Deutsche Post Set to Cut Letter Rates to Avoid Subsidy-Repayment Order

Deutsche Post AG plans to cut the rates it charges for letter delivery in several stages, a move from which it expects to lose revenue totaling 572 million euros, in a bid to avoid having to repay subsidies running into hundreds of millions of euros.

The European Union’s Competition Commissioner, Mario Monti, has accused Deutsche Post of using receipts from letter post, over which it has a monopoly, to cross subsidize cut-throat pricing in areas that have been opened up to competition. The European Union Commission is to decide on the matter on Wednesday. It’s expected that it will make its highest ever demand for the repayment of subsidies.

This will easily exceed the two previous fines that the Commission has imposed on Deutsche Post, and the repayment will fall due immediately – even if the company decides to lodge a protest. But it’s not an uncontroversial issue in Brussels. According to people familiar with the matter, two French commissioners – Pascal Lamy (trade) and Michel Barnier (structural policy) – are against the imposition of a fine. Their opposition is connected with the fact that France’s own postal service faces a similar cross-subsidization ruling.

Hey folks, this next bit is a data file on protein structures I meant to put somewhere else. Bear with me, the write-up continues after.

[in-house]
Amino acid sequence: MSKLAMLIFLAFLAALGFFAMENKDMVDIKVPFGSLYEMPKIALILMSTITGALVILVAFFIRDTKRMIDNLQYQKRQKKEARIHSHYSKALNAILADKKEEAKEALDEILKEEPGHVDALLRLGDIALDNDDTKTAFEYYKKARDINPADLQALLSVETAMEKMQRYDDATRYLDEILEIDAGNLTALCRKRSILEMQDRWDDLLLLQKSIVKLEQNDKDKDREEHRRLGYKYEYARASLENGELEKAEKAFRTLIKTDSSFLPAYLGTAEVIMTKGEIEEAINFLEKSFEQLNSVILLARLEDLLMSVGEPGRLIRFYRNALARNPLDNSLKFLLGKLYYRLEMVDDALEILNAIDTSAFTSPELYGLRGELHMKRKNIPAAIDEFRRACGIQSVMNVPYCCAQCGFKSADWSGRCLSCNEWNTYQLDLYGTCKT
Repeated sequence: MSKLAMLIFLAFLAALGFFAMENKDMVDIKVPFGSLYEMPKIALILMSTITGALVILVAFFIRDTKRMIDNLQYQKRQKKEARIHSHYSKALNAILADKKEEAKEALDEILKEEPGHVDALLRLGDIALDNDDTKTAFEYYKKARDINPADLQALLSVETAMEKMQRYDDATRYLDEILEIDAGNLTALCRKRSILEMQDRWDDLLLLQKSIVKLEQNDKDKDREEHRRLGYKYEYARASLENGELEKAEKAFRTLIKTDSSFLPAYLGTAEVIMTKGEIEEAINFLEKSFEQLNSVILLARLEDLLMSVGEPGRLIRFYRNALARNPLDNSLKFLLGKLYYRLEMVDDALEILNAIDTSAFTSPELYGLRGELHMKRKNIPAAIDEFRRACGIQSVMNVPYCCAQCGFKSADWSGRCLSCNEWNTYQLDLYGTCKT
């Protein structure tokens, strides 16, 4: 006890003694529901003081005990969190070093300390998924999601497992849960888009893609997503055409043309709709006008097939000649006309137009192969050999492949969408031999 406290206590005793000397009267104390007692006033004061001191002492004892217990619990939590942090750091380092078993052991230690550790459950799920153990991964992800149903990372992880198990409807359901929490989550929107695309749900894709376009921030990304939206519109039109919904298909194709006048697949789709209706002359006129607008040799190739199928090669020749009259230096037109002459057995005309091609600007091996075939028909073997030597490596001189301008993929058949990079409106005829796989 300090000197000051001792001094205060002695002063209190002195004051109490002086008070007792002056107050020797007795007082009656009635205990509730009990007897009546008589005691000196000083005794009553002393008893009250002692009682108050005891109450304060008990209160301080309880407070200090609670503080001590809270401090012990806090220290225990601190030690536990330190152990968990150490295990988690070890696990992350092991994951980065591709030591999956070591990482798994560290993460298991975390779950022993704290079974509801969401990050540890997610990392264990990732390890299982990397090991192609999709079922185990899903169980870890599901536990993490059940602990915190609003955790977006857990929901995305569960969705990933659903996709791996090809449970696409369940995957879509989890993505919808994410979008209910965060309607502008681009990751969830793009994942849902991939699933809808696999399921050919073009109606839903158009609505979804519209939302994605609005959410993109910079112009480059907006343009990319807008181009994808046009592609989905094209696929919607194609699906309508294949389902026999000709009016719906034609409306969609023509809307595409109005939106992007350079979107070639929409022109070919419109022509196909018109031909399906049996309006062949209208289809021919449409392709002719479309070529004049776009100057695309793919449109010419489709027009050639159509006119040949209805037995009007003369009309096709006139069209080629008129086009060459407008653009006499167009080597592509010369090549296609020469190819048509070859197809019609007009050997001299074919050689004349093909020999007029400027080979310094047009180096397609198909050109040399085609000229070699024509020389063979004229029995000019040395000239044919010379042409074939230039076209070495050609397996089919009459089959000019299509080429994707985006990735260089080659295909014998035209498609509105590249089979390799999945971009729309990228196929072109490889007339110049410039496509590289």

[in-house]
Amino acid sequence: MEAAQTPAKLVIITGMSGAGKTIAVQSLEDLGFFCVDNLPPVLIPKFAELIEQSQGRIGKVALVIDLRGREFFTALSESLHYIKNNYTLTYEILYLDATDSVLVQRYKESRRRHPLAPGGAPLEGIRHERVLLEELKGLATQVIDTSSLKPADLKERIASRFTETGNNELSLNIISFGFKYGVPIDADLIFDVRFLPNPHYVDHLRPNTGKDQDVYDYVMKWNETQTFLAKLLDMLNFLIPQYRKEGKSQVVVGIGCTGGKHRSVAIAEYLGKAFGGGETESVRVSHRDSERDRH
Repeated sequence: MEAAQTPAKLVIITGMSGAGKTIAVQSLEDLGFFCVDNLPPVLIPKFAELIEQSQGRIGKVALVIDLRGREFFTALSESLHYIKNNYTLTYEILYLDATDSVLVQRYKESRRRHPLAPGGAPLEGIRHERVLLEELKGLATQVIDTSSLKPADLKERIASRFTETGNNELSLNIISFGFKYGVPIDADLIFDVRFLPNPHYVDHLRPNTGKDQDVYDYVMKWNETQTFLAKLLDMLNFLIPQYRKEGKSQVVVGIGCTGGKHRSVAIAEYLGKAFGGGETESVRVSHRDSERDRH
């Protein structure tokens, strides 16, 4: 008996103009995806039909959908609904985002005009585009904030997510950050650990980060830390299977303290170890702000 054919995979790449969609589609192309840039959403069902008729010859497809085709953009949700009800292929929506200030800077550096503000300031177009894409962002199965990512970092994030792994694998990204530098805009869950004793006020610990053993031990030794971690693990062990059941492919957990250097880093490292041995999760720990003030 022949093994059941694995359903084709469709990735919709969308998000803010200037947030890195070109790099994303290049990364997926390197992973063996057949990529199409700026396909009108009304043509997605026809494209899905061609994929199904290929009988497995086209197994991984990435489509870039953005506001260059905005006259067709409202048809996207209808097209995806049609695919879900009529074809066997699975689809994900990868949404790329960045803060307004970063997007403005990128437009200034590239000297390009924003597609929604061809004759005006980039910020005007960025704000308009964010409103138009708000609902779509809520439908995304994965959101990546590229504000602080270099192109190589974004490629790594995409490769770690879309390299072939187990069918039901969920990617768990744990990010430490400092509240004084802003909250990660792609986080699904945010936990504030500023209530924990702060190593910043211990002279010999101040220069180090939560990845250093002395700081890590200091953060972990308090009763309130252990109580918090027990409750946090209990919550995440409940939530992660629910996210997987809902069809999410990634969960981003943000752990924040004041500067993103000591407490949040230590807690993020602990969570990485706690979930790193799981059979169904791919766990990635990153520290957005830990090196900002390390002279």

Deutsche Post said it isn’t prepared for a major subsidy-repayment order from Brussels, and company insiders said the fate of its major investment plans lies in the balance. Martin Doypchai, a spokesman for the former monopolist, said it had not made any provisions for this eventuality. He said Deutsche Post’s auditors had rated the chances of a negative outcome from the EU subsidy investigation as low.

Doypchai was unwilling to comment on the possibility of a cut in the letter-post rate as a way out for his company. But reports from government insiders suggest that Deutsche Post has agreed this solution with the Finance Ministry and other regulatory authorities.

Reports from Brussels suggest that Deutsche Post’s proposal may win over the EU Commission. The approach of offsetting subsidy repayments with a cut in postal charges is seen as an “unconventional” one, according to Commission insiders, but it’s also seen to contain “attractive elements”.

DVPT, the association of German posts and telecoms consumers, sees the cut in postal charges as overdue anyway. According to a DVPT spokesman, only in Italy is it more expensive to post a letter than in Germany.

There are also suggestions that Brussels sees the resolution of the subsidy issue as an opportunity to exert an influence on the restructuring of Germany’s postal charges. The postal rates are up for review on 1 January 2003. This is seen in Brussels as an enormous topic in terms of its ramifications for consumer protection, according to a Commission spokesman.

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